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Landmark School in Beverly to launch Reach in September

Posted by Ryan Mooney  May 11, 2012 11:48 AM

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The Landmark School in Beverly, in conjunction with Endicott College, will launch a revolutionary college preparation program this September.

The Reach Program, directed by Suzanne Crossman, is aimed at helping recently graduated seniors or struggling early college students, but is open to anyone with a high school diploma.

"The program is really designed to work with students who have the ability to handle college-level content that are lacking some of the skills," Crossman said. "And really it's an intensive year to work on that skill development."

Students enrolled in the program take classes at Landmark with teachers who help them to develop organizational, studying, writing, and general college readiness skills while taking real college courses at Endicott. Students can earn from six to nine credits at Endicott, which are transferable.

"Students are taking classes at Endicott to give them practice with that real-life college experience while they still have us there in the Reach program to support them and the application of all the skills we're teaching to their college classes," Crossman said.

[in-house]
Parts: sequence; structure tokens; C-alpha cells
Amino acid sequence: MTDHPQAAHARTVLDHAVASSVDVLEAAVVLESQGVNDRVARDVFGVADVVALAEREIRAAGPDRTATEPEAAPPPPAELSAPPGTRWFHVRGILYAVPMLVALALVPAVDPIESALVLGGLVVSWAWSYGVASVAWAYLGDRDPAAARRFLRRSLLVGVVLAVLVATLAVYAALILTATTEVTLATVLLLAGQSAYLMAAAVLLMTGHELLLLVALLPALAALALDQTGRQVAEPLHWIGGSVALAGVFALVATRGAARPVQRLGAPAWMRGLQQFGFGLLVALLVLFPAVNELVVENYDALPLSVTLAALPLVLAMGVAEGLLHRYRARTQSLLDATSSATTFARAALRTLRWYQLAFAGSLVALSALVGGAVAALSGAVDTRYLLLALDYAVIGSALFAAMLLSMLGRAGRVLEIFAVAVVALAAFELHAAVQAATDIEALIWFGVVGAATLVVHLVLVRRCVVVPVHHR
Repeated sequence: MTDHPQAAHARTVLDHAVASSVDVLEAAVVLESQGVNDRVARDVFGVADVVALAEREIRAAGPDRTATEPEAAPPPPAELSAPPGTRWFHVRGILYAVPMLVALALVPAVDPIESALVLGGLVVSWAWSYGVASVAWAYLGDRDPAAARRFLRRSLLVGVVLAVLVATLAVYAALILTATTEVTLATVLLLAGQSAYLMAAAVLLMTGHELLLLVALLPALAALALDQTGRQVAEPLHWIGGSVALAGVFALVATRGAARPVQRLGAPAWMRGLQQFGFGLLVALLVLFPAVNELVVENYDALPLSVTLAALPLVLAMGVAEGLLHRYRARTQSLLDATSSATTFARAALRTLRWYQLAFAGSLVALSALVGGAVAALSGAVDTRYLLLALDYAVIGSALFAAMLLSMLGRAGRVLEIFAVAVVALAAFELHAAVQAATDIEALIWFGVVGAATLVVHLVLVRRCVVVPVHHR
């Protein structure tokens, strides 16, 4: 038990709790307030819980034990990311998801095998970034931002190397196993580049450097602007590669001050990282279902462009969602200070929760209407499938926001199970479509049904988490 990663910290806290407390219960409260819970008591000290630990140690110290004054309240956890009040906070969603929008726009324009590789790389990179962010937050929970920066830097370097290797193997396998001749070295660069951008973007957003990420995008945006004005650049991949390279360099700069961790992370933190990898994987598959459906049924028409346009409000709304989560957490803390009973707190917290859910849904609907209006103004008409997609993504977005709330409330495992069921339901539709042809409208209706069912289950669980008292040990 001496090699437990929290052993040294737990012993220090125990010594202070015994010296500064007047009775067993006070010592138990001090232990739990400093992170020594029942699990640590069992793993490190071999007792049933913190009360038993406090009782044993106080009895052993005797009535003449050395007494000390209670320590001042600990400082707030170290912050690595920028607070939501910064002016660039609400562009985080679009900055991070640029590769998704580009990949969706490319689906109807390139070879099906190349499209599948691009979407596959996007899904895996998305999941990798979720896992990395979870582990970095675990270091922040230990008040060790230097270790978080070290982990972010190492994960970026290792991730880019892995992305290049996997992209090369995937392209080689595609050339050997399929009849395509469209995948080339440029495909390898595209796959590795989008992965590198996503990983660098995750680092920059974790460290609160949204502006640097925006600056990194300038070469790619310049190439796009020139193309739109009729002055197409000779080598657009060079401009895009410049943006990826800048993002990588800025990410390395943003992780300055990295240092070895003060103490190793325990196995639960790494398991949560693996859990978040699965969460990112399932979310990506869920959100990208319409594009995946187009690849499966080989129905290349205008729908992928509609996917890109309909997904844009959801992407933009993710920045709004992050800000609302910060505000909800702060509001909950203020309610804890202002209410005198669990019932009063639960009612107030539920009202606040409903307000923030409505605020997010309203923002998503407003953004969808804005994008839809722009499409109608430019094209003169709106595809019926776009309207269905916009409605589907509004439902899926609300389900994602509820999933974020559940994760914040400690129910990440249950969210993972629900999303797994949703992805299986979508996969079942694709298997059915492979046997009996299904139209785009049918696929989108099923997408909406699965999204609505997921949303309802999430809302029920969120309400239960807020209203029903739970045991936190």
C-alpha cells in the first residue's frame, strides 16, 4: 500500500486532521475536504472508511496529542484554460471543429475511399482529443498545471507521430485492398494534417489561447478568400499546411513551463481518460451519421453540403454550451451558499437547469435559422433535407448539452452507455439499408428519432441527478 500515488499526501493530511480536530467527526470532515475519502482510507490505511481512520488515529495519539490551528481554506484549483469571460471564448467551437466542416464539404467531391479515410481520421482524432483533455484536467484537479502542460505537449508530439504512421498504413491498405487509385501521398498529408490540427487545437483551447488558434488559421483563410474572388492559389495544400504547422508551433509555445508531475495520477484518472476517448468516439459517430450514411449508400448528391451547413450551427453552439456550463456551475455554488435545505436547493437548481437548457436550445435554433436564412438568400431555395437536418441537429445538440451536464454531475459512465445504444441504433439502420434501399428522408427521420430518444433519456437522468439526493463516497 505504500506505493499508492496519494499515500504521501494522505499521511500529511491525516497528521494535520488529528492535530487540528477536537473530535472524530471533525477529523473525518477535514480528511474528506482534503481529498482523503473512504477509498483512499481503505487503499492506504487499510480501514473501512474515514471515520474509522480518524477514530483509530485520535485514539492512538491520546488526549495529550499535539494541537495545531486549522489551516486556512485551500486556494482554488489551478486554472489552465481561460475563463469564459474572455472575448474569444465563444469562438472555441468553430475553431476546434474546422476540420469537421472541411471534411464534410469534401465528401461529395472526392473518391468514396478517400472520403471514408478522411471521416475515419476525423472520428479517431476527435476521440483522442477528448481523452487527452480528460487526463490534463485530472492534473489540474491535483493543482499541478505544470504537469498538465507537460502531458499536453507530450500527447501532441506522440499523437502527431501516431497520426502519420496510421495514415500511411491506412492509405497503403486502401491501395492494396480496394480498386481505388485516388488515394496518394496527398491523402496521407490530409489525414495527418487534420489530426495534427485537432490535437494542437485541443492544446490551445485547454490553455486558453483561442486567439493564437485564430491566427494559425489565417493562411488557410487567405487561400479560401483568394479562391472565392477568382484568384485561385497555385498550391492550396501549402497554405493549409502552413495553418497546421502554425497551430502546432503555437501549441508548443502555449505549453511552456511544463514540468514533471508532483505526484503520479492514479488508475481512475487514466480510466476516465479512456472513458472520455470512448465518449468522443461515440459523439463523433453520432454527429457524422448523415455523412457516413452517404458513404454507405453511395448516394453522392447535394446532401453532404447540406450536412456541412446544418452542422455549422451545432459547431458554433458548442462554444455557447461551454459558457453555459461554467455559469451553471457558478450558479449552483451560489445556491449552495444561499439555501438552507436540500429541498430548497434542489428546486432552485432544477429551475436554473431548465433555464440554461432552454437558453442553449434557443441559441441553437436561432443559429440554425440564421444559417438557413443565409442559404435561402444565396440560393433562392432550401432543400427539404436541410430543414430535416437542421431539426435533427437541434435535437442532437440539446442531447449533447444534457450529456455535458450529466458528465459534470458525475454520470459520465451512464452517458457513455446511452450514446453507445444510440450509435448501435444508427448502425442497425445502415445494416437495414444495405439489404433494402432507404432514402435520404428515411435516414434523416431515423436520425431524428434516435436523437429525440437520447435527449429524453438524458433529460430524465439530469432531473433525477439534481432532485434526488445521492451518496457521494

The Reach Program is similar to a college preparation program that Landmark ran in the past, which grew so large that it spawned the current Landmark College in Putney, Vt.

According to Crossman, statistics revealing high college dropout rates in the United States prompted Landmark to pursue the program. A grant from the Ted and Roberta Mann Foundation funded the program.

The Landmark School is an independent, coeducational boarding and day school that primarily enrolls students in grades 2 - 12 with language-based learning disabilities.

"We're very excited about it," said Landmark Headmaster and President Robert Broudo. "There's so many young people who get out of high school ... they may have an undiagnosed language-based learning disability. They are bright enough to get into college but they just don't have the skill sets. So you see a lot of kids start college and stop because they're so overwhelmed...we think that we can put those pieces together so that they can go out and have a very successful college experience."

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